The optimality argument has been refuted, see http://philsci-archive.pitt.edu/12429/1/soloccam.pdf

Thanks for the link! The paper actually does not agree with your conclusion, as per footnote 5 in the paper:

This phrasing suggests a weaker property than reliability (i.e., convergence to the truth), namely optimality (convergence to predictions that are at least as good as those of any other prediction method). However, the proof that is referred to is about reliability.

So the paper covers reliability not optimality. As I initially said, any prior would converge with Bayesian inference, or as the paper says, “We can prove that any Bayesian predictor, operating under the inductive assumption of S, is reliable under the assumption that the data is indeed generated by some source S* ∈ S.”

I don’t think the optimality of Solomonoff induction is in dispute, and I think optimality is sufficient justification for Occam’s razor as a general recommendation for prediction: it’s simple, it’s explicable/communicable, it’s effective, and it’s optimal.

However, the paper also concludes that, “If there exists a way to salvage the argument at all, then it would have to consist in demonstrating anew that effectiveness as an inductive assumption does lead to a fundamental simplicity notion”.

That is, the paper does not definitively establish that effectiveness does not require simplicity, which you seem to imply, it concludes only that effectiveness is sufficient for Solomonoff Induction, and that simplicity does not appear necessary unless it is itself required by effectiveness. That remains an open problem.

]]>Wow, thanks for that link! I wasn’t expecting much when I clicked on it but it makes a good argument. The key point isn’t stated clearly up front, though, so let me summarize it for everyone else. (Warning, I may be butchering some of the technical details regarding different notions of computability a little.)

So, the idea is that a universal prior formalizes the principle Occam’s Razor, and a universal prior works well (for some appropriate notion of that), so this shows that Occam’s Razor works, right? The thing is, there’s a theorem that *any* semicomputable prior on the set of semicomputable sequences (and that assigns nonzero probability to every semicomputable hypothesis) can be represented as a universal prior. So this idea that universal priors are this special Occamian subset of these, is not true — if you demand semicomputability (and non-dogmatism), there’s nothing to contrast them with! And the argument “Occam’s Razor does well in a semicomputable world” just becomes “Assuming a semicomputable world (and being semicomputable yourself) does well in a semicomputable world”, which is less interesting.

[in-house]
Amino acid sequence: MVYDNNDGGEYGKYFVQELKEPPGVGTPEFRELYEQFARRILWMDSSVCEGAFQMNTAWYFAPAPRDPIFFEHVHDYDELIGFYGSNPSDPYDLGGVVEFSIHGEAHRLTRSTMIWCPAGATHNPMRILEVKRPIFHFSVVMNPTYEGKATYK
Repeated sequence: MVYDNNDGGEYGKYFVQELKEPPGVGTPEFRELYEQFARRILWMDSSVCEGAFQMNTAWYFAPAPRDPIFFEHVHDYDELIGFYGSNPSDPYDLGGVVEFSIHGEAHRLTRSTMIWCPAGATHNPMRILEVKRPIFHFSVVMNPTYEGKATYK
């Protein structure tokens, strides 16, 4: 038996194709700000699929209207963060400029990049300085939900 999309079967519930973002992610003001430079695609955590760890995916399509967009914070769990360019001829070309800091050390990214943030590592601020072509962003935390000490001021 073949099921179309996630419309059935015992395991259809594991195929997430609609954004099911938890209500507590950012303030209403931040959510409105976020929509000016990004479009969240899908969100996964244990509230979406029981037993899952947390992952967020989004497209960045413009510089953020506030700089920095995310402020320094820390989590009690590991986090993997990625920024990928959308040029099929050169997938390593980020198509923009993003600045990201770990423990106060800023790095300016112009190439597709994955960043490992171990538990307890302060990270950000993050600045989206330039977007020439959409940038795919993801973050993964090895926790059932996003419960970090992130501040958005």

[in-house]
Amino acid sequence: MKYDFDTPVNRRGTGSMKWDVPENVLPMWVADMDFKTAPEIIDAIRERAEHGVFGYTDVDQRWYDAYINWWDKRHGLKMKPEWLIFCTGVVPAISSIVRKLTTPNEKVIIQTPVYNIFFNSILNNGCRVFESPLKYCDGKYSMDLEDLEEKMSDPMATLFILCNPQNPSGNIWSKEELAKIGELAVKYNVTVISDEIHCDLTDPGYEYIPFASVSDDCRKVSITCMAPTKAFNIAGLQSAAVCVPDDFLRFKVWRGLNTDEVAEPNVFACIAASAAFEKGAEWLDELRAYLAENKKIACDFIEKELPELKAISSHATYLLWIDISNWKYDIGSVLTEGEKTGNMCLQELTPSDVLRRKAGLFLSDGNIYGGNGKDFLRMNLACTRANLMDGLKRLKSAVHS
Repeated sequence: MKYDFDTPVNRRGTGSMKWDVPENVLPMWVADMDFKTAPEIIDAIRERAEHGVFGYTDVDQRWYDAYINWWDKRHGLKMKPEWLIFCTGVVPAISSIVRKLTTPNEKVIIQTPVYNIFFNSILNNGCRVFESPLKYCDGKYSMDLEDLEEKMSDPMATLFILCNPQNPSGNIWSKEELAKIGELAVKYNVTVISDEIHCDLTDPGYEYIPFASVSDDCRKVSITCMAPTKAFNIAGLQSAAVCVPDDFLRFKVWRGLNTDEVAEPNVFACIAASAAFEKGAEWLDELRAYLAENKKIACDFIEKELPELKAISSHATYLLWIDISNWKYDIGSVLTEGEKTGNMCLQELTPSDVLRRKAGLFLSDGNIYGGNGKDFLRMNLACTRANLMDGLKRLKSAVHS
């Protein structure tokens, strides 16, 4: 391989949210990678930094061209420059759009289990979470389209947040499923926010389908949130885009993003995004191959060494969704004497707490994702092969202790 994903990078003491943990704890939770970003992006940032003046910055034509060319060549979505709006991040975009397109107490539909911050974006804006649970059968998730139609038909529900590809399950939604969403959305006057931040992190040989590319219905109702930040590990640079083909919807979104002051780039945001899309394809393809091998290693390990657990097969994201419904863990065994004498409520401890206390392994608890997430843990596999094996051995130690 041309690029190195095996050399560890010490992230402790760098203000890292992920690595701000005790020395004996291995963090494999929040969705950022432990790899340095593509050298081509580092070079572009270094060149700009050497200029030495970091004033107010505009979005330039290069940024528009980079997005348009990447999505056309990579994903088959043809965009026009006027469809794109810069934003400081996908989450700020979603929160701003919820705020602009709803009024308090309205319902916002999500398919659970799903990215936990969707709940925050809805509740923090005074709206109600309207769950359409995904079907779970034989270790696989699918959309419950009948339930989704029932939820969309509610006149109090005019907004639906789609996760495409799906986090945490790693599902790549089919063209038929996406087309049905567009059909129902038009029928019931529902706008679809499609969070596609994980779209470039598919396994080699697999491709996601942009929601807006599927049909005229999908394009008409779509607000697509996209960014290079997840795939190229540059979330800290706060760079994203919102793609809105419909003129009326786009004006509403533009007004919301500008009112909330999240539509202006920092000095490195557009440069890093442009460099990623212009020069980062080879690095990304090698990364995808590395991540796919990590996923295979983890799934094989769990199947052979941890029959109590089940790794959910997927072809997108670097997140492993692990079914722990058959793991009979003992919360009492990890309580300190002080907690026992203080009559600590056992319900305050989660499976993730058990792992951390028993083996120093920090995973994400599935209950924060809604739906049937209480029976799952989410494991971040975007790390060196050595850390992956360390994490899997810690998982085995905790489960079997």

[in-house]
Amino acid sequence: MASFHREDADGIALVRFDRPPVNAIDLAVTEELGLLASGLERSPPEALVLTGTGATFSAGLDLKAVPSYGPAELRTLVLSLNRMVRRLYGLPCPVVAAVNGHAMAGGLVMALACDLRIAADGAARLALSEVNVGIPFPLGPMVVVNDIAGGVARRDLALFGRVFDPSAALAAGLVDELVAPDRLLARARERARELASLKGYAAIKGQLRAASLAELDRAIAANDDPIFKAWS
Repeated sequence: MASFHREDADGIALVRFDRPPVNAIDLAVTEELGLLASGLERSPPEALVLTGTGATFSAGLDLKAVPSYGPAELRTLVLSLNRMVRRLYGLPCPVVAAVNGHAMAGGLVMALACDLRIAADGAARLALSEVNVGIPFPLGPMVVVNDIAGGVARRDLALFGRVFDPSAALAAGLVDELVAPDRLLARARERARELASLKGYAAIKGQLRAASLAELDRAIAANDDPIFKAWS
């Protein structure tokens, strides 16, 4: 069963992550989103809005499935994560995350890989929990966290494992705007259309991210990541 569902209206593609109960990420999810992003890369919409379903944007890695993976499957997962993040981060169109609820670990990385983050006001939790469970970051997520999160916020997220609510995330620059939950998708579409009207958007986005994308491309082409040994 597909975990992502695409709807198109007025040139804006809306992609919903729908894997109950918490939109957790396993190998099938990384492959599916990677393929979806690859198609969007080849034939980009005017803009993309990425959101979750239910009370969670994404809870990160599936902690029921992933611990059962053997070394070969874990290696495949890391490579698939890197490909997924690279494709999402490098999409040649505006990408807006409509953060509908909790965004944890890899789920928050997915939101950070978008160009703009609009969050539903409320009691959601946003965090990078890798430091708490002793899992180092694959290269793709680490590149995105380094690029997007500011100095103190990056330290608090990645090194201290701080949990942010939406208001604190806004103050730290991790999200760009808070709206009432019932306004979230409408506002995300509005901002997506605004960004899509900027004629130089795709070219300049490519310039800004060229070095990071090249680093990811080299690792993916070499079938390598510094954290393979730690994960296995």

OTOH, one could just reply “Yes, assuming a semicomputable world does well in a semicomputable world, but that’s equivalent to Occam’s Razor doing well in a semicomputable world, so what’s the problem? It still remains the case that Occam’s Razor does well in a semicomputable world, so unless you think the world might not be semicomputable, it’s still justified; it’s OK if one only implicitly uses Occam’s Razor rather than invoking it explicitly.” But — as mentioned above — this kind of requires acknowledging priors that don’t assume semicomputable (or aren’t semicomputable themselves, or are dogmatic) as a live option to contrast against, so this reply seems to be on pretty shaky ground…

]]>“Were you instead trying to argue NP=P^#P? If so, then for starters, why do you think NP=coNP? (I.e., if the number of satisfying assignments is zero, what’s a short proof of that fact that can be efficiently checked?)”

If you have a #P oracle wouldn’t the proof that the number of satisfying solutions is zero simply be that the oracle tells you so ?

]]>A mathematical explanation why Ockham’s Razor works is exactly what is in question.

Any prior would converge with Bayesian inference, but minimum-length description/Okham’s razor is a *non-arbitrary* partial ordering that converges optimally, which is why it’s the universal prior in Solomonoff Induction.

Their experience of reality is only through this VR system. They would build a theory of how physics work in such system, and come up with models for their own brains.. but they would never realize that their own minds are actually tapping into a much more comprehensive reality, which can’t be modeled within the world they’re experiencing.

Another example would be to couple a QC with a simulation that’s classical.

But turing machines can be constructed in minecraft, fred. They would be confused by how powerful their minds could be. But they should be able to figure out that it’s all reducible to a turing machine.

]]>(Also, since Solomonoff induction is based on the notion of a Universal Turing Machine, predictions made by Solomonoff induction can vary extremely based on what implementation of a UTM you use for it, since there is no unique “ideal” UTM known to date. But that’s another problem.)

]]>This would mean that induction works necessarily, and that therefore there must exist some purely mathematical explanation of why induction works. E.g. a proof that (in some precise sense) “simpler” hypotheses are indeed more likely to be true, like Ockham’s razor conjectures.

Indeed, read up on Solomonoff Induction.

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